Every road to success presupposes having a strong consumption, something you feel you have to do, no matter what the impediments or the consequences are.
“Gotta Dance” by Jackson Jodie Davis is an eligible example of what has just been pointed out. The main character of the story, Katie, is eager to become a prominent tap-dancer and she keeps on following her dream even knowing that her family disapproves of the idea. The author of the text touches upon a generation gap problem, the problem of all ages and of all climes. Katie’s future has already been predetermined by her parents, but Katie being a strong-willed person, does not want to accept that. Without her family support she can not attend any dance lessons, so she practices pretty hard at home copying the steps of the outstanding movie dancers. In addition, she develops her own, probably unique, way of dancing that allows her to claim “I am one fine dancer. I can dance like nobody you’ve ever seen”.
It should be noted that Katie’s brother Ronald, or Mutts, as everyone called him, was the only one who shared his sister’s ideas. It is absolutely clear from the text that Katie and Mutts were really close and had a lot of things in common. Katie even calls them both “family exceptions”. However, Mutts died without making his dreams come true. As a result, it was one of the reasons that induced Katie to leave home. Throughout the whole text the memories of the brother trouble her. She goes to her family house, enters her brother’s room and spends some time there as if saying good-bye to him. The skinny guy reminds her of Mutts, then she sees him in the crowd next to the theatre, but immediately realizes it is impossible.
In the bus Katie watches the picture of how the little boy gets rid of his hat that is definitely not to his liking. Disregarding his mother he successfully throws the hat out of the window after several attempts and feels happy about that. This event plays a great role in the text as the boy appears to be the reflection of Katie and her behaviour. He refuses to wear this hat like Katie refuses to admit her parents’ position.
Katie’s position is deliberately secured by the author in the title of the text. Katie’s “gotta dance” means more than “I must dance”; it is a cry from the heart that is assigned to the whole world and her family particularly.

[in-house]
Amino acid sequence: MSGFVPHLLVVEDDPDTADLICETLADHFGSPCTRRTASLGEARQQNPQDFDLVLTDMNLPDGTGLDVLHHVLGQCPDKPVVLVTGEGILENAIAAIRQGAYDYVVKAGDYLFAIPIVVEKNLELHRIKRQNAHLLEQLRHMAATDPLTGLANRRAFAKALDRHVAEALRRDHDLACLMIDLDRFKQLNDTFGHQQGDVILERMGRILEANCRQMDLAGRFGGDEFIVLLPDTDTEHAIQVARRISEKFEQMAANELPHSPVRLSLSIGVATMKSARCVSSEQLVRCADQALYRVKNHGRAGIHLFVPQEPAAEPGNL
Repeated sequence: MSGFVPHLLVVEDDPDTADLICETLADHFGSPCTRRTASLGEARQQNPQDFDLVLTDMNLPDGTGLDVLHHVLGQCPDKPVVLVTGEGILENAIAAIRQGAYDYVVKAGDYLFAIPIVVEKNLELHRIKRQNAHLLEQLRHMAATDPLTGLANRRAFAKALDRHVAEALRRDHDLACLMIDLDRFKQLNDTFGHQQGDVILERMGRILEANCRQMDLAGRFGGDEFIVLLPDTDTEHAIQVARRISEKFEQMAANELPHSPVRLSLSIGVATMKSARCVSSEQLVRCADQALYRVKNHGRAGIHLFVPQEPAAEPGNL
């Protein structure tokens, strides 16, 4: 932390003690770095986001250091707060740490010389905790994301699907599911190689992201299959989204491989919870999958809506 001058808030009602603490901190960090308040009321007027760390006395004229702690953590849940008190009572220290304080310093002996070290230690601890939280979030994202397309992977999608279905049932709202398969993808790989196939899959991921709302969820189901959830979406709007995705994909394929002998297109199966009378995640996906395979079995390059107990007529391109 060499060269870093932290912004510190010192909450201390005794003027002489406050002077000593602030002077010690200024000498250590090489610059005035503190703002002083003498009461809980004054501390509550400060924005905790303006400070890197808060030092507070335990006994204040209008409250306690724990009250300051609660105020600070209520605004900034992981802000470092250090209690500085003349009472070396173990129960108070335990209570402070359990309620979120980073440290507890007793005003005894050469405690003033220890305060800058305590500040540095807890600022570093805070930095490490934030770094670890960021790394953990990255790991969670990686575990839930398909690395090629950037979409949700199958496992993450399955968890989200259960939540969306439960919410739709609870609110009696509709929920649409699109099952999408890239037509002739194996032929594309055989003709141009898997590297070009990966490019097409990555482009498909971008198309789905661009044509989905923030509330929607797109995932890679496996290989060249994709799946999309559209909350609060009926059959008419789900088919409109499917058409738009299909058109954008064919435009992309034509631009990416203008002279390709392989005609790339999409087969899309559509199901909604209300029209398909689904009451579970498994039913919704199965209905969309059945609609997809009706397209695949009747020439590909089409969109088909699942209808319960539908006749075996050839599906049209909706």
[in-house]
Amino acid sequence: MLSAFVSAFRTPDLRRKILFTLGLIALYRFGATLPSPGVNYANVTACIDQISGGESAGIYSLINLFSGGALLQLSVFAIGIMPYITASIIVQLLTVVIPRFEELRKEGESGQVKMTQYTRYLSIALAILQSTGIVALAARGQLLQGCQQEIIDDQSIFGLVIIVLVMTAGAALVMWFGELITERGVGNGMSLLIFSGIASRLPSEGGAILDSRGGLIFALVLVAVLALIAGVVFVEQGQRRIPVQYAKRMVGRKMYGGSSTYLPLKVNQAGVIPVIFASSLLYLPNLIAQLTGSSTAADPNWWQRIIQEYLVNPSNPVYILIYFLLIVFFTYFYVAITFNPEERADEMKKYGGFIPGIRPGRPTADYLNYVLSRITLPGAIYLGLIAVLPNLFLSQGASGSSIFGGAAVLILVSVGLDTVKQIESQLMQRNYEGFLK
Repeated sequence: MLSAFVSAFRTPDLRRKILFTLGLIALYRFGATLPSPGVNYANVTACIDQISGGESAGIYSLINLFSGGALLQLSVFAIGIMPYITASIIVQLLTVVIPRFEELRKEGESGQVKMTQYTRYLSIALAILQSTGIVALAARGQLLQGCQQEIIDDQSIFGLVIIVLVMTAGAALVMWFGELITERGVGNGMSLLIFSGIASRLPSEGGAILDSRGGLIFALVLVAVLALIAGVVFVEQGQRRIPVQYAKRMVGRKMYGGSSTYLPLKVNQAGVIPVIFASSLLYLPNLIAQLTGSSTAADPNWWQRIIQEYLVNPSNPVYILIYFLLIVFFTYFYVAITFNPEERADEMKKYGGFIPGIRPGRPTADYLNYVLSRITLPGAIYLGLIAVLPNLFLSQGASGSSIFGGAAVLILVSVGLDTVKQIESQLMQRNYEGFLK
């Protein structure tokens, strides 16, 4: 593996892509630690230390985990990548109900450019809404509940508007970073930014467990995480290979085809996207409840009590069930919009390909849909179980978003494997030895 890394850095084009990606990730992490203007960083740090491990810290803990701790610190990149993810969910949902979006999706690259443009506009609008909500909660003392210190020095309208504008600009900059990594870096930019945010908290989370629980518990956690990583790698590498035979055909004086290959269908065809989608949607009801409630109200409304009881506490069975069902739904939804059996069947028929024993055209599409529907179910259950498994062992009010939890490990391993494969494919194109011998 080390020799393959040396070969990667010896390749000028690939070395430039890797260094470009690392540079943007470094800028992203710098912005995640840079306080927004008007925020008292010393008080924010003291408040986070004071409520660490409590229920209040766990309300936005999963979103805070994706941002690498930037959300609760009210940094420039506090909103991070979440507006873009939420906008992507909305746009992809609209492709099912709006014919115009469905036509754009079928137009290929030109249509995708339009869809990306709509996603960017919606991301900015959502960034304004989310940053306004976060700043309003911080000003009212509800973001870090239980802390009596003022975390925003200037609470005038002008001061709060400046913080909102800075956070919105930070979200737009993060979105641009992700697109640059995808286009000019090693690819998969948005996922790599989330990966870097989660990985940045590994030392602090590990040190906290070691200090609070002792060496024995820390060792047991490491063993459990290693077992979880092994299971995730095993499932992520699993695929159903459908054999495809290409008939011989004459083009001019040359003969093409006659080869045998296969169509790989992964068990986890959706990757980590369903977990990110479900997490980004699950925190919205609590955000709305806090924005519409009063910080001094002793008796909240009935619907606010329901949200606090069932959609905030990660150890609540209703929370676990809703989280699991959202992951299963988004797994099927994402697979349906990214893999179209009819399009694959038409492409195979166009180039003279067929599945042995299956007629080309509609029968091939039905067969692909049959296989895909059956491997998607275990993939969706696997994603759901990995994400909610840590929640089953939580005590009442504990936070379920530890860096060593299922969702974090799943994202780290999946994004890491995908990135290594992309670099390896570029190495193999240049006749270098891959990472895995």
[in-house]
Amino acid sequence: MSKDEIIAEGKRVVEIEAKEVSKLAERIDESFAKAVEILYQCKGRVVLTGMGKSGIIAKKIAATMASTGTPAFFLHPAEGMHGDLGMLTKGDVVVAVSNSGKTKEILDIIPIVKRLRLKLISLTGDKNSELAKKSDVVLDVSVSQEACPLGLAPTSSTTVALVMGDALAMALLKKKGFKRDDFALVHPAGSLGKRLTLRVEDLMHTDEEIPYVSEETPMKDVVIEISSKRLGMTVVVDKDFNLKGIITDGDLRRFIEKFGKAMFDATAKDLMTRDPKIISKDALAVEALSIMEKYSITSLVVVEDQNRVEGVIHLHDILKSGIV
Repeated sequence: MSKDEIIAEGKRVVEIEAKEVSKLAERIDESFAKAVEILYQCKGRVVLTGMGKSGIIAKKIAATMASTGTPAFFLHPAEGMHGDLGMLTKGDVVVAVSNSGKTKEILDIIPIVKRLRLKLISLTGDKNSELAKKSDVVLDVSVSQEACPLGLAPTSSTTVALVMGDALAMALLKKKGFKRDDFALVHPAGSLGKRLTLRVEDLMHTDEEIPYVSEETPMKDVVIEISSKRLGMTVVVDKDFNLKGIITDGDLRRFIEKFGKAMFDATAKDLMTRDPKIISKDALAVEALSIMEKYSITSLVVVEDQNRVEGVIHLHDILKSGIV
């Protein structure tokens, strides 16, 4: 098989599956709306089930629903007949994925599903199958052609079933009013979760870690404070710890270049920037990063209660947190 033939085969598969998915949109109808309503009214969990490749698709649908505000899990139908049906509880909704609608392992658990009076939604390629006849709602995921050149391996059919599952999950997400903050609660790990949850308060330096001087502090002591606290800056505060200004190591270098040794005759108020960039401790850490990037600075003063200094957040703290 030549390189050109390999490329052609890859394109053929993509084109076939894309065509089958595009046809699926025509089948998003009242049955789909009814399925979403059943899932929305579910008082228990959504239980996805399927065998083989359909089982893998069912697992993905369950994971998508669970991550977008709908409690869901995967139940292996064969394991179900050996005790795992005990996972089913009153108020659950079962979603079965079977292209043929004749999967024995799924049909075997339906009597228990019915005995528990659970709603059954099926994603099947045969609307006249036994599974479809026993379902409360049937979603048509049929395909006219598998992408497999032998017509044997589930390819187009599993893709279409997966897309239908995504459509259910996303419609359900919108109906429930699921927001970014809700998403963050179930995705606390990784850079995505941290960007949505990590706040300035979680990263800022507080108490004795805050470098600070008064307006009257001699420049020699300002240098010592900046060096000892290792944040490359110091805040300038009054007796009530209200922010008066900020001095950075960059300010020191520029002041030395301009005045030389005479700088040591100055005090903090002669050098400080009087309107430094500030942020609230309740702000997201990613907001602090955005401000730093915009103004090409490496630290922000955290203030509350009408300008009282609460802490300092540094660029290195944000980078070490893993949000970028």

Reading the story one can realize that Katie is the embodiment of the contemporary youth. She is described as a generalized character possessing a number of traits everyone should acquire to succeed in life.
· Confidence. Katie believes in what she does. Her determined resolution and self-esteem arouse an extraordinary praise and serve a good example for a reader. Katie is truly confident of her capacities and talents (“I can dance like nobody you’ve ever seen”, “I’m natural”, “I’m a movie dancer. I don’t dance in the movies though”)
· Freedom and Independence. Those qualities can be easily observed in the way she dances (“arms…loose and swaying”, “I started to fly”, “I had no weight, no worries”). Katie is able to free herself from the burdens of routine life. She does not care about what she and other people wear. Among clothes she appreciates her tap shoes the sole thing she looks after, keeping them shiny all the time. As far as money is concerned, it is not the thing of value for her (“Money has never been my problem”). When she dines in the café, she cannot comprehend, what forces a good-looking young girl to work as a waitress. Katie is far from that, unarguably she is that kind of a person who does whatever she wants.
· Generosity. For Katie it is almost borderless. She gives a waitress a good tip and shares her dinner with a roaring hungry man. She leaves money for street kids. What is more important it is not only the money the audience drops her for the dazzling performance, but her own money she gets out of her pockets.
· Strict adherence to a plan. Katie is not a person, who can alter one’s principles. She keeps a certain set of actions in her mind and she would never divert from it. She is on tour as she says and maybe that is why she runs away refusing to meet with the man from theatre, who liked her street show and was likely to offer her some job, but we know it is not what she is interested in.
What I find amazing is that Katie expresses her inner world and her personal attitude to the environment with help of dancing. The author and Katie herself reflect it in phrase epithets, used for description of what Katie wants to say through her steps and moves (“oh-so-easy, wait-a-minute time-step”, “knock-down, drag-out, could-you-just-die, great big Broadway-baby finish). The usage of inversed negative structures with positive meaning significantly intensify the reader’s perception of Katie’s feelings and success (“didn’t they applaud”, “didn’t the all stay”, “didn’t they throw money”, “didn’t I smooth”, etc.). They prove the idea that Katie achieved, what she wanted to.
To conclude, without a doubt for Katie dancing is more than life itself. She is born to perform, she is born to be a star, she is born to succeed.